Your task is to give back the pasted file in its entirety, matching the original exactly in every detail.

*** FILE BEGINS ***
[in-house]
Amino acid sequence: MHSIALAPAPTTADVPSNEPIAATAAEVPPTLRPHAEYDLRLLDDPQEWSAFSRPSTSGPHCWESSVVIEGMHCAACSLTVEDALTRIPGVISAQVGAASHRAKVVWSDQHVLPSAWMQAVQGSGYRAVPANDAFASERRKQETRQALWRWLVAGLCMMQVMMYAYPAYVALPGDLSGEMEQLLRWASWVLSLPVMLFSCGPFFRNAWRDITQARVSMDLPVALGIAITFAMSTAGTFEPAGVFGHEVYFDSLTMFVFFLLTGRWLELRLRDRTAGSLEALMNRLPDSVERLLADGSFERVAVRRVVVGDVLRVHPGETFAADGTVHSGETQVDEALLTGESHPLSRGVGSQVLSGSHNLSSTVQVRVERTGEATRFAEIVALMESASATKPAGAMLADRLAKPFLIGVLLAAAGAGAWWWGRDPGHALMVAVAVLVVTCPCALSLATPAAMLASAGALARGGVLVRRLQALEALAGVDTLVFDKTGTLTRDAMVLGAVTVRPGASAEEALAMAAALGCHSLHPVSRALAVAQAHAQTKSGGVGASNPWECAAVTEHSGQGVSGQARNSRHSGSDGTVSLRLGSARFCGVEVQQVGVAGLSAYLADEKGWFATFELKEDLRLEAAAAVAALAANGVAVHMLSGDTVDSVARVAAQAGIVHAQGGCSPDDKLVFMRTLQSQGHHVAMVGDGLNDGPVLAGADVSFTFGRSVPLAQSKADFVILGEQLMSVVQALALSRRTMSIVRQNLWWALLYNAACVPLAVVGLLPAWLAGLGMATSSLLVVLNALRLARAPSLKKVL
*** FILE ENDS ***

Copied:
[in-house]
Amino acid sequence: MHSIALAPAPTTADVPSNEPIAATAAEVPPTLRPHAEYDLRLLDDPQEWSAFSRPSTSGPHCWESSVVIEGMHCAACSLTVEDALTRIPGVISAQVGAASHRAKVVWSDQHVLPSAWMQAVQGSGYRAVPANDAFASERRKQETRQALWRWLVAGLCMMQVMMYAYPAYVALPGDLSGEMEQLLRWASWVLSLPVMLFSCGPFFRNAWRDITQARVSMDLPVALGIAITFAMSTAGTFEPAGVFGHEVYFDSLTMFVFFLLTGRWLELRLRDRTAGSLEALMNRLPDSVERLLADGSFERVAVRRVVVGDVLRVHPGETFAADGTVHSGETQVDEALLTGESHPLSRGVGSQVLSGSHNLSSTVQVRVERTGEATRFAEIVALMESASATKPAGAMLADRLAKPFLIGVLLAAAGAGAWWWGRDPGHALMVAVAVLVVTCPCALSLATPAAMLASAGALARGGVLVRRLQALEALAGVDTLVFDKTGTLTRDAMVLGAVTVRPGASAEEALAMAAALGCHSLHPVSRALAVAQAHAQTKSGGVGASNPWECAAVTEHSGQGVSGQARNSRHSGSDGTVSLRLGSARFCGVEVQQVGVAGLSAYLADEKGWFATFELKEDLRLEAAAAVAALAANGVAVHMLSGDTVDSVARVAAQAGIVHAQGGCSPDDKLVFMRTLQSQGHHVAMVGDGLNDGPVLAGADVSFTFGRSVPLAQSKADFVILGEQLMSVVQALALSRRTMSIVRQNLWWALLYNAACVPLAVVGLLPAWLAGLGMATSSLLVVLNALRLARAPSLKKVL